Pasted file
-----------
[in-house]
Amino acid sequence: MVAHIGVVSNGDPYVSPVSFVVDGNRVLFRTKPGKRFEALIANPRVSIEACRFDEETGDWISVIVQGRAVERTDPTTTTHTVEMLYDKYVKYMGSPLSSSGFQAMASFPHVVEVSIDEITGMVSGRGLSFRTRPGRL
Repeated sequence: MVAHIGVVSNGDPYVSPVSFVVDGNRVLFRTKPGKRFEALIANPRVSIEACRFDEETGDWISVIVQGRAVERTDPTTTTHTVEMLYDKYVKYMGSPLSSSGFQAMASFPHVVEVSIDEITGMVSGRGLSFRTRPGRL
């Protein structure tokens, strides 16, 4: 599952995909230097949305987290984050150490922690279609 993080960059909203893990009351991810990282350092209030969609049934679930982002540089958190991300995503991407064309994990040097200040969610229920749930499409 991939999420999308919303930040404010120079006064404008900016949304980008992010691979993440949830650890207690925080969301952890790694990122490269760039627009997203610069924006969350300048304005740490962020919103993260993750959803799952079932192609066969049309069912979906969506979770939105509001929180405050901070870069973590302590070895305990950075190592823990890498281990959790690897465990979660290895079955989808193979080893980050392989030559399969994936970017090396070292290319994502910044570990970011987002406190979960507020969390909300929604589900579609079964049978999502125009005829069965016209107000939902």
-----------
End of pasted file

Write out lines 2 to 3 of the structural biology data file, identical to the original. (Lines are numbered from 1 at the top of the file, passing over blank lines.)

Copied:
Amino acid sequence: MVAHIGVVSNGDPYVSPVSFVVDGNRVLFRTKPGKRFEALIANPRVSIEACRFDEETGDWISVIVQGRAVERTDPTTTTHTVEMLYDKYVKYMGSPLSSSGFQAMASFPHVVEVSIDEITGMVSGRGLSFRTRPGRL
Repeated sequence: MVAHIGVVSNGDPYVSPVSFVVDGNRVLFRTKPGKRFEALIANPRVSIEACRFDEETGDWISVIVQGRAVERTDPTTTTHTVEMLYDKYVKYMGSPLSSSGFQAMASFPHVVEVSIDEITGMVSGRGLSFRTRPGRL